A phased withdrawal of the American presence began in 1969, when United States participation in the war in Indochina decreased, and it proceeded through the early 1970s as internal political tensions rose in the Thai kingdom (see Thailand in Transition , ch. 1). By late July 1976, at the request of the Thai government, the last of the United States air and naval units had departed. The facilities at Sattahip and the seven air bases were turned over to the Thai government, with much of the sophisticated ground support equipment removed. Considerable controversy ensued between Thai military and government officials over the future of the abandoned network of airfields. Ultimately the military retained control over the bases, even though most were in excess of their needs and of the government's ability to pay for upkeep. Nakhon Ratchasima alone had cost the United States approximately US$2.5 million a year to maintain. Consolidating the equipment left by departing United States units in accordance with government-to-government agreements, the Thai air force assumed use of some of the installations.

After 1976 MAP aid to Thailand declined, and FMS credits increased. By 1979 Thailand had been dropped from the United States shrinking list of grant aid recipients. But later that year, after Vietnam invaded Cambodia, President Jimmy Carter expedited delivery of approximately US$400 million in arms and military supplies that the Thai government had under contract from American companies. This action set a precedent for expedited equipment deliveries on a periodic basis to demonstrate American support for Thailand in the face of the Vietnamese threat in Cambodia. In the mid-1980s, as the country was increasingly caught between economic retrenchment and the need to upgrade its defense capabilities, the United States Congress approved resumption of a limited military grant aid program for Thailand.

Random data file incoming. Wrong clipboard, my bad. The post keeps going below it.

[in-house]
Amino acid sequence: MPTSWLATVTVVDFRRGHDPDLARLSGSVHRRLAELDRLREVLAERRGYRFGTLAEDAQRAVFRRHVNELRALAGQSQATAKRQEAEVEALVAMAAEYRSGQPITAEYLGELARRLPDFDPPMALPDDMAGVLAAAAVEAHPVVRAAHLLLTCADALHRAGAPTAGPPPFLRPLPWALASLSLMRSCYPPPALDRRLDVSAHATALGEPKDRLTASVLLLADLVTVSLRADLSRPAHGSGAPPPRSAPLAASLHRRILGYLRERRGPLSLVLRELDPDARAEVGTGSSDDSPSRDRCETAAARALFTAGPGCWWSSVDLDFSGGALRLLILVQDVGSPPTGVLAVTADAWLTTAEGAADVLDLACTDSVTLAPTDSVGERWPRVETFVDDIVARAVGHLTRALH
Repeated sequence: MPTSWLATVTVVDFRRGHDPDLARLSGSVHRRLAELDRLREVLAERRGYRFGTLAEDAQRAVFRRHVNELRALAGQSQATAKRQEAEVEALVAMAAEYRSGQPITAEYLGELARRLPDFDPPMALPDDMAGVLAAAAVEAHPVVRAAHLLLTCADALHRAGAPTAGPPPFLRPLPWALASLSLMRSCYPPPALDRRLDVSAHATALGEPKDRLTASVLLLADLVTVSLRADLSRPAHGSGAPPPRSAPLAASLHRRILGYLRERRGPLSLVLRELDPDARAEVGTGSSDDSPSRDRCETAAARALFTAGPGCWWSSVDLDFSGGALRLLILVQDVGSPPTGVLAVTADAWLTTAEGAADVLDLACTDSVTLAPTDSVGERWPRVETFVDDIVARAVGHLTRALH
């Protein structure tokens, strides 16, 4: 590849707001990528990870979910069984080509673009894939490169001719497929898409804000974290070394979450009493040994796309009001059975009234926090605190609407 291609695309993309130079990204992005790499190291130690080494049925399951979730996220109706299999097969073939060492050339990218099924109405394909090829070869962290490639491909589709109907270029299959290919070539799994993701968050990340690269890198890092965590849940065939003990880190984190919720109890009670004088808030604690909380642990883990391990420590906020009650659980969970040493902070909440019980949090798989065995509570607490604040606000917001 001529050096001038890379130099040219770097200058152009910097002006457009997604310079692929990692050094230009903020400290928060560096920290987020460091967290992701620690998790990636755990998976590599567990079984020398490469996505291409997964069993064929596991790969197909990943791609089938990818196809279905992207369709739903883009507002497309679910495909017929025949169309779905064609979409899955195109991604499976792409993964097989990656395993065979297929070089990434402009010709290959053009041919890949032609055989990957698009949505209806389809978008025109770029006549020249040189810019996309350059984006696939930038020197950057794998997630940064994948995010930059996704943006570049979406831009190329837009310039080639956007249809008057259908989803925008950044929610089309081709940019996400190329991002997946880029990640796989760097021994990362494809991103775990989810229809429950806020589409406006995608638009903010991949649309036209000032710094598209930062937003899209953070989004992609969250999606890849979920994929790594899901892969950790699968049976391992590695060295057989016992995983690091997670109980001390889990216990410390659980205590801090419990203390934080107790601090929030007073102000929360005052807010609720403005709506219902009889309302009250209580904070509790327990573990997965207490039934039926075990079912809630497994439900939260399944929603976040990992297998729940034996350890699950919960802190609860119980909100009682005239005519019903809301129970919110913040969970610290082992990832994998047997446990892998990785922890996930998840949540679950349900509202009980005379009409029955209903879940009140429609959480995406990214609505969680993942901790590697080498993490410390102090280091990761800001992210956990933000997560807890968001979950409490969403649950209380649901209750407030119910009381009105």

Beginning in the early 1980s, the country hosted a series of joint Thai-United States military exercises. A major annual combined exercise called Cobra Gold, as well as many smaller exercises, served to enhance relations between the two countries' armed forces. All four United States services sent troops to take part in the exercises, which were designed as training vehicles for both countries.

In 1986 the United States and Thailand agreed to establish a war reserve weapons pool in Thailand. This concept was first raised by a former Thai supreme commander of the armed forces, General Saiyud Kerdphon in 1982, and the proposal received bilateral support during a meeting between Prime Minister Prem and Secretary of Defense Caspar W. Weinberger in April 1986. As the plan was formulated, these war reserve stocks were designed to improve Thailand's ability to withstand aggression and were to be used only in the event of a "nation-threatening emergency."

According to United States government statistics, between 1950 and 1987 the United States provided Thailand with more than US$2 billion in military assistance. Approximately US$1.2 billion was in the form of grant aid and covered arms purchases, training of military personnel, and transfer of excess items from the United States military equipment inventory. The remainder--almost US$1 billion--was made available in the form of FMS credits to be applied against commercial sales of military items from American manufacturers. The FMS credit program was expected to continue into the 1990s.

Library of Congress Country Studies